Where Indian dating and matchmaking seem to part ways is in the specifics of the identity of the partner. While many young Indian Australians may face no pressure when simply dating other Indians, when it comes to marriage, most Indian families are still rather traditional. They would prefer their children to marry not only from within their own race and religion but also community and caste. Often this rigidity is not only about parental control but takes on larger issues of cultural fidelity and ‘Indianness’. However growing up, working and living in a multicultural society, second and third generation Indian Australians are increasingly becoming aware of the irrelevance of such regressive notions as caste in finding true happiness with a life partner.

In recent years there has been a huge surge in the number of students from India enrolling in private Australian colleges for vocational or technical courses. In 2009 Prime Minister Rudd declared that there were an additional 90000 Indian students studying in Australia. Even though this influx is at least partially fueled by the demand for Australian citizenship, it has resulted in a substantial increase of the young segment in the Indian Australian population. The campuses have emerged as hotspots for finding dating partners within the community. In fact last year’s spate of attacks on Indian students may have further encouraged members of the Indian Australian community to socialize within similar racial and ethnic groups.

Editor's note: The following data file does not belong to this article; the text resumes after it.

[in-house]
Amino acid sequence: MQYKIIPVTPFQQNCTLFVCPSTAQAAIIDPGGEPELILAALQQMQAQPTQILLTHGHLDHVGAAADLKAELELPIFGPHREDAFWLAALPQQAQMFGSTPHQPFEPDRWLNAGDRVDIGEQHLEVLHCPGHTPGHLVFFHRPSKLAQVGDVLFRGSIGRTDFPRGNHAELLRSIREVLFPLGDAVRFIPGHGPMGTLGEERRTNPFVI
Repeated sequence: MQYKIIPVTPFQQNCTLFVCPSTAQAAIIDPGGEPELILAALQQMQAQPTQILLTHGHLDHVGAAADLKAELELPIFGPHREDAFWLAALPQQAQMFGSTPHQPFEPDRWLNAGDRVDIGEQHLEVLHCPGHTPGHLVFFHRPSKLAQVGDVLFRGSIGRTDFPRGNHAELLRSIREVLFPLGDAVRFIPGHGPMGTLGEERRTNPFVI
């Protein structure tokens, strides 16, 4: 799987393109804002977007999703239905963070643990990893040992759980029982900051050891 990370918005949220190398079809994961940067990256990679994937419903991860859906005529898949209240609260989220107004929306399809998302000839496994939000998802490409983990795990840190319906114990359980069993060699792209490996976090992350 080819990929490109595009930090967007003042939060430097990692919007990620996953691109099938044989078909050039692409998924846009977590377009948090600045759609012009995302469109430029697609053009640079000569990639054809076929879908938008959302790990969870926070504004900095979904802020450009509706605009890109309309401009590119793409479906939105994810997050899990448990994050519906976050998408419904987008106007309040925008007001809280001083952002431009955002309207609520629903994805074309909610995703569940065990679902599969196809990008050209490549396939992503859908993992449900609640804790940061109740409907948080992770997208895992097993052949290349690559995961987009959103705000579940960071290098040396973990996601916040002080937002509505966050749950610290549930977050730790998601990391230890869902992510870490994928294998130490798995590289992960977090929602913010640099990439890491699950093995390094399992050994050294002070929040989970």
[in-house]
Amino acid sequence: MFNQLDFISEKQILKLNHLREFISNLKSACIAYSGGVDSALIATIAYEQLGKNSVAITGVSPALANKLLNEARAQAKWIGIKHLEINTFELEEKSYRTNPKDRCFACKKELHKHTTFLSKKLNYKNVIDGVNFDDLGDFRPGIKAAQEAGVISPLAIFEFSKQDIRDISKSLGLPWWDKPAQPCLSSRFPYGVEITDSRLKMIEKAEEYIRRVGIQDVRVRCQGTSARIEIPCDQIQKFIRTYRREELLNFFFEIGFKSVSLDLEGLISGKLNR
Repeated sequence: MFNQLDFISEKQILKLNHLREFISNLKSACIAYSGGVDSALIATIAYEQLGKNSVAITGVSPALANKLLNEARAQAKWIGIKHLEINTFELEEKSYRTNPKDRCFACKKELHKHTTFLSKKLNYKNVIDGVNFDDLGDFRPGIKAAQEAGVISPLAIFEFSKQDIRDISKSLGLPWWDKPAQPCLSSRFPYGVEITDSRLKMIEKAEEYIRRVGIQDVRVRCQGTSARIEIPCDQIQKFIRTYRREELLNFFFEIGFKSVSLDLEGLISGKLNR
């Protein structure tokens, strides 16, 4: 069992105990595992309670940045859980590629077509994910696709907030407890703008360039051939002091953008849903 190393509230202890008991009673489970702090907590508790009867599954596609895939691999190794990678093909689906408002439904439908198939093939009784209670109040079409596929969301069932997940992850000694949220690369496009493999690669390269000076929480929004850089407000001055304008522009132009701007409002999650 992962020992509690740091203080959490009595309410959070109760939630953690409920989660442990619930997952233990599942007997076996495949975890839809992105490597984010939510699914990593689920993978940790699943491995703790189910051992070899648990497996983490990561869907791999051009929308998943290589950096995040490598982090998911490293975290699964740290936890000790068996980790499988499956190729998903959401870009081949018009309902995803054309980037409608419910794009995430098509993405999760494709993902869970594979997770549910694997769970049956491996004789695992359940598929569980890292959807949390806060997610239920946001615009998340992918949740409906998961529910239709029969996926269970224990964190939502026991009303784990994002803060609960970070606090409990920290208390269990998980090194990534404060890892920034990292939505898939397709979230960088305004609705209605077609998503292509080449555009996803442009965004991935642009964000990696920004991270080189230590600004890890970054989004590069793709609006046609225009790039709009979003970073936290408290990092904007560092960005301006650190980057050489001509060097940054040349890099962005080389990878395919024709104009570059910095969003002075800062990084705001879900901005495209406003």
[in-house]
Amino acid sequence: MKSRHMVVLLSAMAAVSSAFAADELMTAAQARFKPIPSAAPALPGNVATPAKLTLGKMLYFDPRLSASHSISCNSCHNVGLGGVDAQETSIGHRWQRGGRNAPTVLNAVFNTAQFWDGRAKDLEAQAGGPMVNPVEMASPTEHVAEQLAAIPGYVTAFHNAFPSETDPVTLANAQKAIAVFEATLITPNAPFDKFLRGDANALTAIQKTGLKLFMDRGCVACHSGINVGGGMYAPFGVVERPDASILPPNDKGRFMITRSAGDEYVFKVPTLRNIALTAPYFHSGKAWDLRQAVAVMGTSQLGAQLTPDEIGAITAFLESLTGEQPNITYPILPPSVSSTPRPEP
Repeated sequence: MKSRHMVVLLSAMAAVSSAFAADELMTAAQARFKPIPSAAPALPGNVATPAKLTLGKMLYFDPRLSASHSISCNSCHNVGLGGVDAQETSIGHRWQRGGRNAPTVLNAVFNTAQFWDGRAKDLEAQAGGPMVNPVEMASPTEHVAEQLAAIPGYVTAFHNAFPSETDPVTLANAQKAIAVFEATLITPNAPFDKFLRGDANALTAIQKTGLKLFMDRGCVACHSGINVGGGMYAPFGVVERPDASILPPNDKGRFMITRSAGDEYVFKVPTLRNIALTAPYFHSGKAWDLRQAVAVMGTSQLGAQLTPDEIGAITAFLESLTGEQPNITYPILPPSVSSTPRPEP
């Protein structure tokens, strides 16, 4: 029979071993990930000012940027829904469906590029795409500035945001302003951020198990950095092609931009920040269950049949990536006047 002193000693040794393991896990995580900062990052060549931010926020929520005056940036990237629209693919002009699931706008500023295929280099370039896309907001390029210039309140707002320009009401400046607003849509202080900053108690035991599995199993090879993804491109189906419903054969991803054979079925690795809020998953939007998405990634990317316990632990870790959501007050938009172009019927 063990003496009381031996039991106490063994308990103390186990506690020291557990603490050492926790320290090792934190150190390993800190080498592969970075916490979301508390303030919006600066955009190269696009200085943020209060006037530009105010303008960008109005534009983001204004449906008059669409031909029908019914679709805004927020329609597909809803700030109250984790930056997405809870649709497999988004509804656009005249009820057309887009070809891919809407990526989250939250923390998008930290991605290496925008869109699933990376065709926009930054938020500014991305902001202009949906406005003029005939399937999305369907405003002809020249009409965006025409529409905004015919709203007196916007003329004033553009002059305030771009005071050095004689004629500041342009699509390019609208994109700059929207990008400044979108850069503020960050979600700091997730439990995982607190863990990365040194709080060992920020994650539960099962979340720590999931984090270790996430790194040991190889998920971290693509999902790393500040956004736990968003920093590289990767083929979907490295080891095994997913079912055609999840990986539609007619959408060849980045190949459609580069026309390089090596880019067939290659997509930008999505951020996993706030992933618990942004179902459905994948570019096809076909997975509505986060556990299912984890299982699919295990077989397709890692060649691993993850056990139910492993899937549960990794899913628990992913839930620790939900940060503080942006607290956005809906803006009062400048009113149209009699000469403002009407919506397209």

Dating and matchmaking within the Indian Australian community is a complex phenomenon. Like other cultural practices, these too depend on variables like the duration of the families in the host country, their educational and economic backgrounds as well as cultural moorings. All these factors play important roles in the negotiation of identity in a new land and one of the ways in which this is expressed is in the community’s dating and matchmaking practices.